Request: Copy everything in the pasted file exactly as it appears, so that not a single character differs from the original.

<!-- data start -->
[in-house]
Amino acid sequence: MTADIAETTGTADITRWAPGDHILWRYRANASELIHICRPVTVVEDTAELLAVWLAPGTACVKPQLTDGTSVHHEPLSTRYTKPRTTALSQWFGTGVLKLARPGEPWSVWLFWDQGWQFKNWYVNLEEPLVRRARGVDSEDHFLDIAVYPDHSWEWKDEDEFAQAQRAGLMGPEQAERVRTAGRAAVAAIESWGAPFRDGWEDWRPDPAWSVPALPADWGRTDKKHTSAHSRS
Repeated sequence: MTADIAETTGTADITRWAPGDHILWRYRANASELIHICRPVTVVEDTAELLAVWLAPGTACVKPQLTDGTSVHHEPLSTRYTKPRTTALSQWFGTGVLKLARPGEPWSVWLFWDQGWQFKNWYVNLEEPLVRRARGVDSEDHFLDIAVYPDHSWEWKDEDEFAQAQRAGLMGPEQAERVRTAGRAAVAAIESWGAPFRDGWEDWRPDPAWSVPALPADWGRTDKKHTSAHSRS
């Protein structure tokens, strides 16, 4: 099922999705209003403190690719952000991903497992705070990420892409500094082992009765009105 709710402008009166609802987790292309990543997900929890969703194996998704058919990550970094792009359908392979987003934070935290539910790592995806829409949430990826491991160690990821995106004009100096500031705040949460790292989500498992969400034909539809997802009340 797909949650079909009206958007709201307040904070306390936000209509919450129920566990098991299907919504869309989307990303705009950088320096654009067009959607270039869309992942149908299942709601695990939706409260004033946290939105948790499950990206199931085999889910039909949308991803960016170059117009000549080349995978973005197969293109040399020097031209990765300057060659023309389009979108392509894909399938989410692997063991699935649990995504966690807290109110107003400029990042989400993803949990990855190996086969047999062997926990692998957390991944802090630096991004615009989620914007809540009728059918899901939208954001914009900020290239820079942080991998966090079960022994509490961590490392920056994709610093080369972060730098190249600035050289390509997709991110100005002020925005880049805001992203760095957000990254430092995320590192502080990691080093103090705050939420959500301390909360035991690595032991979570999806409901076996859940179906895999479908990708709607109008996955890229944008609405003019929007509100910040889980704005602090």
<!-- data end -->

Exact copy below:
[in-house]
Amino acid sequence: MTADIAETTGTADITRWAPGDHILWRYRANASELIHICRPVTVVEDTAELLAVWLAPGTACVKPQLTDGTSVHHEPLSTRYTKPRTTALSQWFGTGVLKLARPGEPWSVWLFWDQGWQFKNWYVNLEEPLVRRARGVDSEDHFLDIAVYPDHSWEWKDEDEFAQAQRAGLMGPEQAERVRTAGRAAVAAIESWGAPFRDGWEDWRPDPAWSVPALPADWGRTDKKHTSAHSRS
Repeated sequence: MTADIAETTGTADITRWAPGDHILWRYRANASELIHICRPVTVVEDTAELLAVWLAPGTACVKPQLTDGTSVHHEPLSTRYTKPRTTALSQWFGTGVLKLARPGEPWSVWLFWDQGWQFKNWYVNLEEPLVRRARGVDSEDHFLDIAVYPDHSWEWKDEDEFAQAQRAGLMGPEQAERVRTAGRAAVAAIESWGAPFRDGWEDWRPDPAWSVPALPADWGRTDKKHTSAHSRS
């Protein structure tokens, strides 16, 4: 099922999705209003403190690719952000991903497992705070990420892409500094082992009765009105 709710402008009166609802987790292309990543997900929890969703194996998704058919990550970094792009359908392979987003934070935290539910790592995806829409949430990826491991160690990821995106004009100096500031705040949460790292989500498992969400034909539809997802009340 797909949650079909009206958007709201307040904070306390936000209509919450129920566990098991299907919504869309989307990303705009950088320096654009067009959607270039869309992942149908299942709601695990939706409260004033946290939105948790499950990206199931085999889910039909949308991803960016170059117009000549080349995978973005197969293109040399020097031209990765300057060659023309389009979108392509894909399938989410692997063991699935649990995504966690807290109110107003400029990042989400993803949990990855190996086969047999062997926990692998957390991944802090630096991004615009989620914007809540009728059918899901939208954001914009900020290239820079942080991998966090079960022994509490961590490392920056994709610093080369972060730098190249600035050289390509997709991110100005002020925005880049805001992203760095957000990254430092995320590192502080990691080093103090705050939420959500301390909360035991690595032991979570999806409901076996859940179906895999479908990708709607109008996955890229944008609405003019929007509100910040889980704005602090």